Caregiving in the Time of CoVid-19, #23: What 100,000 Deaths Look Like

Sometime during the 2020 Memorial Day weekend or immediately thereafter, the United States will reach a sorrowful milestone — 100,000 CoVid-19 deaths.

The May 24, 2020, New York Times paper edition featured name ofter name of the dead, an image covering the entire front page. No headlines, no boxes, no articles, just names.

The illustration that appears at the top of the online version’s front page of the newspaper is an animated version of the front page with multiple rows of naming those who have died. If it is still working after the May 24th edition, watch it for a few moments as names change again and again.

Moms, dads, sisters, brothers, cousins, friends, wise elders — each person gone. By now most of us are connected in some way to one or more of the people on this list, and this particular coronavirus is nowhere near finished with its killing.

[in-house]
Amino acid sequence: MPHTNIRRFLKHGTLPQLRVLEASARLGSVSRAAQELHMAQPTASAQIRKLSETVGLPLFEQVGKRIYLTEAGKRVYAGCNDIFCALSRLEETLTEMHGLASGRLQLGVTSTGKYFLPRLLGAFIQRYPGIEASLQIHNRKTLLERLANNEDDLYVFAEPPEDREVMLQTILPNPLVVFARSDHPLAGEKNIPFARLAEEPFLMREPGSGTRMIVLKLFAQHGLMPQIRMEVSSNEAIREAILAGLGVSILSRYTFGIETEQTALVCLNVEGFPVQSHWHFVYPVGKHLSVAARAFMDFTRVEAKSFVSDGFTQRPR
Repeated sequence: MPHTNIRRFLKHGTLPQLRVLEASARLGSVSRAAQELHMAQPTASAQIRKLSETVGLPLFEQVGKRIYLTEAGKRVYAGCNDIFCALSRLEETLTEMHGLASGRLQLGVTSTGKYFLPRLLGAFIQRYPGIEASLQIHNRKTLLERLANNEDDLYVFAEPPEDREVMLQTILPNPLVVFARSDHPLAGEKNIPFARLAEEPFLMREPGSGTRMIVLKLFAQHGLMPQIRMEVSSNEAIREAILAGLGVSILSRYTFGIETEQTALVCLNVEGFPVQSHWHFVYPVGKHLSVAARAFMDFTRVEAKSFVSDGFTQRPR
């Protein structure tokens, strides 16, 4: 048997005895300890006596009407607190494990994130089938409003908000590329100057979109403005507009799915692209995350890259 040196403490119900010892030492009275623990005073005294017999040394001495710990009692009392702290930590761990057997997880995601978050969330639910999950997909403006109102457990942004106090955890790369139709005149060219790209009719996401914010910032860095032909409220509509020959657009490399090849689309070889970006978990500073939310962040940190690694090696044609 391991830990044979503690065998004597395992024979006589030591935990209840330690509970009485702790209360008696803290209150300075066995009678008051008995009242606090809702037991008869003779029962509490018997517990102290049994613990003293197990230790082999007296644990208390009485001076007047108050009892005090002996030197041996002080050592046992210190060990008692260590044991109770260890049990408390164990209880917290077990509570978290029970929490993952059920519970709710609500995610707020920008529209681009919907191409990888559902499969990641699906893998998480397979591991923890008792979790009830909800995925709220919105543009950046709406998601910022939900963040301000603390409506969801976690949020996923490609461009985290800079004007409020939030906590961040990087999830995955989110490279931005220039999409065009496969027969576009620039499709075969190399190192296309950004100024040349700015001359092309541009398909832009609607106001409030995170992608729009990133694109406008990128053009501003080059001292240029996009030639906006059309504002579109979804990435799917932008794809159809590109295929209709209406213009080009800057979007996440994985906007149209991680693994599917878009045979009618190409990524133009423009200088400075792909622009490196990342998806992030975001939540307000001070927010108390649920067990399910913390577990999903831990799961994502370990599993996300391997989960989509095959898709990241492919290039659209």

This is what the first animation looked like. I’m not sure if this animation will still be working in the next day’s online newspaper.

The link on the above image connects to the New York Times animated illustration of the CoVid-19deaths in the United States. Organized by date, with the first death, Patricia Dowd, at the top and moving on down from there. Next to the date, at the bottom right of the animation is the number of deaths that occurred each day. Interspersed in the images are individual names, where they lived, and mall remembrances about those individuals gleaned from the obituaries.

A small screen grab from the illustration

A Few of the Remembrances

— Saved 56 families from the Gestapo

— Loved reading, especially mystery novels

— Proud single mother of three

— Veteran with a gift for peacemaking

— Loved to figure out how things worked

— Collector of dictionaries and lover of words

— Always wanted to be near the ocean

— No one made creamed potatoes or fried sweet corn the way she did

— Her strength was a thing of wonder

That our wonderful country has come to this — watching so unprepared as 100,000 people die in three months is deplorable.

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